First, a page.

For my part, I travel not to go anywhere, but to go. I travel for travel's sake. The great affair is to move. ROBERT LOUIS STEVENSON

Friday, 22 February 2008

God's Grandeur



The world is charged with the grandeur of God.
It will flame out, like shining from shook foil;
It gathers to a greatness, like the ooze of oil
Crushed. Why do men then now not reck his rod?
Generations have trod, have trod, have trod;
And all is seared with trade; bleared, smeared with toil;
And wears man's smudge and shares man's smell: the soil
Is bare now, nor can foot feel, being shod.

And for all this, nature is never spent;
There lives the dearest freshness deep down things;
And though the last lights off the black West went
Oh, morning, at the brown brink eastward, springs -
Because the Holy Ghost over the bent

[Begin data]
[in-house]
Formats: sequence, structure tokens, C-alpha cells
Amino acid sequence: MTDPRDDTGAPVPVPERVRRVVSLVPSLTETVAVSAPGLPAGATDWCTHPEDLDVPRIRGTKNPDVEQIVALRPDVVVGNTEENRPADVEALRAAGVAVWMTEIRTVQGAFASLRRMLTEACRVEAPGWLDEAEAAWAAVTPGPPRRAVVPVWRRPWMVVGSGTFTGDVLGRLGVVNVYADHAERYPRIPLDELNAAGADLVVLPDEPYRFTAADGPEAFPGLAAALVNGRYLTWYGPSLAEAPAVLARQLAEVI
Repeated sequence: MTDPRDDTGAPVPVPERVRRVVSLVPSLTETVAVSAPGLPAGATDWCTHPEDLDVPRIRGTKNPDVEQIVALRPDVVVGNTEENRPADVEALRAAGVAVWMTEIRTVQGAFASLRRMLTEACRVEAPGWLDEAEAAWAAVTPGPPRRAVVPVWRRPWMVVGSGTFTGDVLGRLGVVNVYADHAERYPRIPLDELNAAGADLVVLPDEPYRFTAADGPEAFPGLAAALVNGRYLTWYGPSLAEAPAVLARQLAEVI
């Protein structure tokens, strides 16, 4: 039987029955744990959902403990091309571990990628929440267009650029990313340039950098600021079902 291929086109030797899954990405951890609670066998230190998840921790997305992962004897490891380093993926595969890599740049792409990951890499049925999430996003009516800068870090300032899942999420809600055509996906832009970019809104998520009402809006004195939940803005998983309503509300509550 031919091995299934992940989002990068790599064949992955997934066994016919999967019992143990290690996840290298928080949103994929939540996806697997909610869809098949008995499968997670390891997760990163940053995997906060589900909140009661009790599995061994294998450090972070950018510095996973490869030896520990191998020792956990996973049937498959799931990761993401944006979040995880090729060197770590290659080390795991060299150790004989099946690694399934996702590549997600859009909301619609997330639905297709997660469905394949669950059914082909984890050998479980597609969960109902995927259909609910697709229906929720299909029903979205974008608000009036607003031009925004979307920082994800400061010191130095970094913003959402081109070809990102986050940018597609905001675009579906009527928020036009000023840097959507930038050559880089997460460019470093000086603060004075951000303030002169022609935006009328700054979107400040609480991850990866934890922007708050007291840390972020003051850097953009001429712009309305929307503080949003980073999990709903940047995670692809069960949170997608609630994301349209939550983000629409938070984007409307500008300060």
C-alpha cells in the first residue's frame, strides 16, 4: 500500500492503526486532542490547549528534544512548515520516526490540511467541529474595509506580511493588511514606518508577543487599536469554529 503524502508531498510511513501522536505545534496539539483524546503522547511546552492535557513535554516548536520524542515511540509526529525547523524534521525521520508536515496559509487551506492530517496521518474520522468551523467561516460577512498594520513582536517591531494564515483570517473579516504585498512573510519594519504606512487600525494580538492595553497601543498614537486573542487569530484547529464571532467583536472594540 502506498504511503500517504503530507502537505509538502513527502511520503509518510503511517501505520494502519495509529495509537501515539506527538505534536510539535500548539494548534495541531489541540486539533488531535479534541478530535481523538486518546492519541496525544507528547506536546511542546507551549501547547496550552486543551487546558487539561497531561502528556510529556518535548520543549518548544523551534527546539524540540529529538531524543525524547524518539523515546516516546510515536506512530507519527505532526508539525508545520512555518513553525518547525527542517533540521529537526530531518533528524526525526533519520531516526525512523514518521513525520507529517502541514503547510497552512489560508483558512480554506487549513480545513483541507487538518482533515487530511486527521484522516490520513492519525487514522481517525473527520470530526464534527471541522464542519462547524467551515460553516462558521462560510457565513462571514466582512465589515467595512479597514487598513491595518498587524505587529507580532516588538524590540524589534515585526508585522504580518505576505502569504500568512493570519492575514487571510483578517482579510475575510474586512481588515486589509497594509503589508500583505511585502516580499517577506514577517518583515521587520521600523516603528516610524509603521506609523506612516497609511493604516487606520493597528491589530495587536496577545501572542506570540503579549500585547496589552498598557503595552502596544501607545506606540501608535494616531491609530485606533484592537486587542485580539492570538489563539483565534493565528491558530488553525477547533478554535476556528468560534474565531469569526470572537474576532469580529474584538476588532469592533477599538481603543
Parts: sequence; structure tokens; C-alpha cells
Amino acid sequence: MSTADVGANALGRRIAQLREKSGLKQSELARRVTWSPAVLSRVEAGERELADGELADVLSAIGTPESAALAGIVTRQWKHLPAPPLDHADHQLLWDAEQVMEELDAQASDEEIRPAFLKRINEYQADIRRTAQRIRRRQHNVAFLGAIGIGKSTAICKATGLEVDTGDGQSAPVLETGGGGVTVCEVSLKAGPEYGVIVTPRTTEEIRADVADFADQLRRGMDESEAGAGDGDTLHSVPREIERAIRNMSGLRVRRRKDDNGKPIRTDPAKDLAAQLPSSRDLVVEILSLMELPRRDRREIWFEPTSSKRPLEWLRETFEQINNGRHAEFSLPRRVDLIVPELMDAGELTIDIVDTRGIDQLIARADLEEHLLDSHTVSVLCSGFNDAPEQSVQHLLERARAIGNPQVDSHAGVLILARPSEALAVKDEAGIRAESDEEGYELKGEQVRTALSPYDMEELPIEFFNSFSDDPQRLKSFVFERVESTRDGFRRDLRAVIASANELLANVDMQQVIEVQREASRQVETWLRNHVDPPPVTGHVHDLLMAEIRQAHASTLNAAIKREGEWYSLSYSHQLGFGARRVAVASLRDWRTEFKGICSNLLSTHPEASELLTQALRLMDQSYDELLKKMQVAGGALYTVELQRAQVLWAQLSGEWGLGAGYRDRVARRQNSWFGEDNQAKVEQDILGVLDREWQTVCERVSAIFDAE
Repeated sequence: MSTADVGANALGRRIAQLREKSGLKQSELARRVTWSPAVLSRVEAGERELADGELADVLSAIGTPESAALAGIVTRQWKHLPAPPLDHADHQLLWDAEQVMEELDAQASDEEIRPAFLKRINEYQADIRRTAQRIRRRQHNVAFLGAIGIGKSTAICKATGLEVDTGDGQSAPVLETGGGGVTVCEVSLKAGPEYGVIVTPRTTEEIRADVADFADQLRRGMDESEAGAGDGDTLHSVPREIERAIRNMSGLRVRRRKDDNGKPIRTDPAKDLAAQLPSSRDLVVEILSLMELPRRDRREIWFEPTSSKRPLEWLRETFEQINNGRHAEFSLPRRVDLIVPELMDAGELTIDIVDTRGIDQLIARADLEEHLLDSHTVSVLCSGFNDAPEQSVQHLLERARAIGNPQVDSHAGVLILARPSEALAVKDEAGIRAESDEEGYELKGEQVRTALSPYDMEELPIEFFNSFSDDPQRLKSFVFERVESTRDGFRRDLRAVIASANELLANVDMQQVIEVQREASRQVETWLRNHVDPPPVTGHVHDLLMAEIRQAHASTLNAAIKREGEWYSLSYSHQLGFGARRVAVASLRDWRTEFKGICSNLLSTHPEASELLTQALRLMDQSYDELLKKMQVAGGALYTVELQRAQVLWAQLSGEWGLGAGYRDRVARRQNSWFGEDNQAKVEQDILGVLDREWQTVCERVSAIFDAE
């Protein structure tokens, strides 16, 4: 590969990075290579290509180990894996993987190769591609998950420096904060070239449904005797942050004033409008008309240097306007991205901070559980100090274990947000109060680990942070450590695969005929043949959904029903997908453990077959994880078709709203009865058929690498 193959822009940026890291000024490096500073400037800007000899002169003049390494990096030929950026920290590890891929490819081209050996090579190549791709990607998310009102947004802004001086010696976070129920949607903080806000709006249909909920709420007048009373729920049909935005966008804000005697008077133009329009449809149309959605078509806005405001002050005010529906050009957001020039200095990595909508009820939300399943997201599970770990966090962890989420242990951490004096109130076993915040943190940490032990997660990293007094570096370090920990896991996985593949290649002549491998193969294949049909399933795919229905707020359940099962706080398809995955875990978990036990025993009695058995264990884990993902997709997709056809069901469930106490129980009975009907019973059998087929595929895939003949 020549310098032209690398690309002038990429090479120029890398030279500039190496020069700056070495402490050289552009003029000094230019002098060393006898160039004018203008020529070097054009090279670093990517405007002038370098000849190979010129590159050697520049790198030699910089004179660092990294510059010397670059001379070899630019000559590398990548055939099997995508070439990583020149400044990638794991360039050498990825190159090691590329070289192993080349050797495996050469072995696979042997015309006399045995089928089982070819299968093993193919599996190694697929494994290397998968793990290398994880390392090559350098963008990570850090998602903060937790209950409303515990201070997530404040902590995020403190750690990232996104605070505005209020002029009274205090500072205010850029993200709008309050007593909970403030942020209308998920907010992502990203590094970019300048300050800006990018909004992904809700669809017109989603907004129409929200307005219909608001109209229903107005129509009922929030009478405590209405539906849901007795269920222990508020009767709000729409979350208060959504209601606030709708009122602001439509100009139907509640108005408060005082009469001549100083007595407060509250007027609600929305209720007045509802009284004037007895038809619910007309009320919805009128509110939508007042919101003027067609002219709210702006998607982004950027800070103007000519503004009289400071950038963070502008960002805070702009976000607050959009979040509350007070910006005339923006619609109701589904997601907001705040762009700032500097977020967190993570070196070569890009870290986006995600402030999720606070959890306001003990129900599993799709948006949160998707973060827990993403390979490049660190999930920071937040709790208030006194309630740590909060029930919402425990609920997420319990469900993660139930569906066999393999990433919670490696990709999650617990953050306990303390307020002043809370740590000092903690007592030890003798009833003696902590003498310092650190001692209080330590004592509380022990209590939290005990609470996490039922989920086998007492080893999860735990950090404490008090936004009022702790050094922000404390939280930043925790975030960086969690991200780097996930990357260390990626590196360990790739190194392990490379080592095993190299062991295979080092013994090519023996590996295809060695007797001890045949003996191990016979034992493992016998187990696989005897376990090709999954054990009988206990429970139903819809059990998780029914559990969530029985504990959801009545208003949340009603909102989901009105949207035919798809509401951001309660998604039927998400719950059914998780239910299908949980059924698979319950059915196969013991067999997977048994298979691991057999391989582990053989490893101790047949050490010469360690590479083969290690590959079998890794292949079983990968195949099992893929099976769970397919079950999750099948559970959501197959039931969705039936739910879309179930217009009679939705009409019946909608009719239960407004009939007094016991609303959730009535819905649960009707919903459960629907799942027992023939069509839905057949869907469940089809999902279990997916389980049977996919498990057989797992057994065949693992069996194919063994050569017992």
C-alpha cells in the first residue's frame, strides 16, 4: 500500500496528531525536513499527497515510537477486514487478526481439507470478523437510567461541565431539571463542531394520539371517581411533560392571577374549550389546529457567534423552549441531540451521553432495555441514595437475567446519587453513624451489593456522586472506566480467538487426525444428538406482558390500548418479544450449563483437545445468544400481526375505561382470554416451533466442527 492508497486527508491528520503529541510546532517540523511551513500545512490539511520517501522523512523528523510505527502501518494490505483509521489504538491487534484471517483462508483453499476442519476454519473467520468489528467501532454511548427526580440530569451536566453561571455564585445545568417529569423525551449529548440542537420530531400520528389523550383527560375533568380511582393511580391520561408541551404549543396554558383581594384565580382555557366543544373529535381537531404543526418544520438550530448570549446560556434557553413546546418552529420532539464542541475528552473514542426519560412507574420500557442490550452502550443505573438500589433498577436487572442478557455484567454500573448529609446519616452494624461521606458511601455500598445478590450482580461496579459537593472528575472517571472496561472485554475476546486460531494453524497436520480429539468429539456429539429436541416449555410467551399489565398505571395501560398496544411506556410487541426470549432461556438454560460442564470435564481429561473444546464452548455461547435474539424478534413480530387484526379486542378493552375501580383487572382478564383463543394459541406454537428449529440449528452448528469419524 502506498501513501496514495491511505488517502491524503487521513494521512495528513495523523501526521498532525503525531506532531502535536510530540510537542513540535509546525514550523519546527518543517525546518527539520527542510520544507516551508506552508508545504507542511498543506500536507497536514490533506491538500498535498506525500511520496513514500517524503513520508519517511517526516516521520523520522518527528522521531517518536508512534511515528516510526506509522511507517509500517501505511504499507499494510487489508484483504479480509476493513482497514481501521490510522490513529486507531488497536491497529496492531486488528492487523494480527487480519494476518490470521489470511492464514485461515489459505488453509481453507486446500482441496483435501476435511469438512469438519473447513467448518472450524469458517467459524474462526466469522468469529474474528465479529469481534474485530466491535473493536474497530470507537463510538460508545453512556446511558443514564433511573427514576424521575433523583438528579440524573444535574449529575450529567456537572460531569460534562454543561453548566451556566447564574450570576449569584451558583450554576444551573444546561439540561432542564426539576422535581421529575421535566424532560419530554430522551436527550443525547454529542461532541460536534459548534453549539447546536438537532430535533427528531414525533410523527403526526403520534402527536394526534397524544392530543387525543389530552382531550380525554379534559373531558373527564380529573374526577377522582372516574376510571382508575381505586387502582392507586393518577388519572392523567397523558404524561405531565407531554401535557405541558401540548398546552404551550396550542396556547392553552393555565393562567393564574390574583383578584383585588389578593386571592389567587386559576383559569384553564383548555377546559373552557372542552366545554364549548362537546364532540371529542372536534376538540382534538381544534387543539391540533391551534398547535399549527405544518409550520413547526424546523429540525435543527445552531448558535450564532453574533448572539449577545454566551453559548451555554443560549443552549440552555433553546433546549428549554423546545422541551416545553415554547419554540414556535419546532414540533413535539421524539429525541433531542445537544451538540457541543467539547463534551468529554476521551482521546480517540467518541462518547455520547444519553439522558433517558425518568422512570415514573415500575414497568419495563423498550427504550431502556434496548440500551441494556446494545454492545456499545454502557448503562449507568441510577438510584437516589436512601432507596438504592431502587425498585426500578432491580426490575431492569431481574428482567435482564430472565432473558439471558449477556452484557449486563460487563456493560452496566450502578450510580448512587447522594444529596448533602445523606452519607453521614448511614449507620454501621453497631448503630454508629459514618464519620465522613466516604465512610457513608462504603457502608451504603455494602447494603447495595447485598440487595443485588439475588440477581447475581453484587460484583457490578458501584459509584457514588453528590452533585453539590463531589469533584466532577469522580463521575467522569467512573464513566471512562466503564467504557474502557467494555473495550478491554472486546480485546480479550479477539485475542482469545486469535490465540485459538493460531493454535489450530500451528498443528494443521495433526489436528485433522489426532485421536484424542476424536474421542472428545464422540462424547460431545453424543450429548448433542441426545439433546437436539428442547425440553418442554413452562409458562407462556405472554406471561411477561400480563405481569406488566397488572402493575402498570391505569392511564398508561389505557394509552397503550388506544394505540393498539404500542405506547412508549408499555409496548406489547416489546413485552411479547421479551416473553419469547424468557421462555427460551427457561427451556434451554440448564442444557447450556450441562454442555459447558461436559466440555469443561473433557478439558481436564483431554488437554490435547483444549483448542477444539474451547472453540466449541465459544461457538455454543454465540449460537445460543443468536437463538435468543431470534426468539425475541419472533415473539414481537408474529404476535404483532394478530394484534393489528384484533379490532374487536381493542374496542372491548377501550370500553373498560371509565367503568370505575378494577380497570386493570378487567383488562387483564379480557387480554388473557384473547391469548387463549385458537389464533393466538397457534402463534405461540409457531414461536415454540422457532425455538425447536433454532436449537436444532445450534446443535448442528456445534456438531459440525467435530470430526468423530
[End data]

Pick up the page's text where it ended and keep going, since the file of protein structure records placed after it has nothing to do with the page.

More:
World broods with warm breast and with ah! bright wings.

GERARD MANLEY HOPKINS (1844-89)

The Catholic poet Gerard Manley Hopkins had a tragically short life. He died of typhoid at the age of 45. Amongst other verse and prose he wrote some of the finest sonnets ever written in the English language. This - God's Grandeur - is one of them.

The photos were taken in the Romanesque Chapelle de Guirande which lies between Decazeville and Figeac on the Chemin de Saint-Jacques. The late 14th century murals are quite amazing.

2 comments:

Two yards of lard said...

I always enjoy the poems that you quote and this is no exception.

I only know the obvious often anthologised poems by GMH, The Windhover and Glory be to Dappled Things (or something like that?), but I've long thought that I should investigate further.

The Solitary Walker said...

Apart from those, another 2 exquisite sonnets are 'As Kingfishers catch Fire' and 'Spring'. And from the longer poems 'The Wreck of the Deutschland'. However, a lot of his poems I find quite hard going and not as immediately appealing and dazzling as the ones we've mentioned!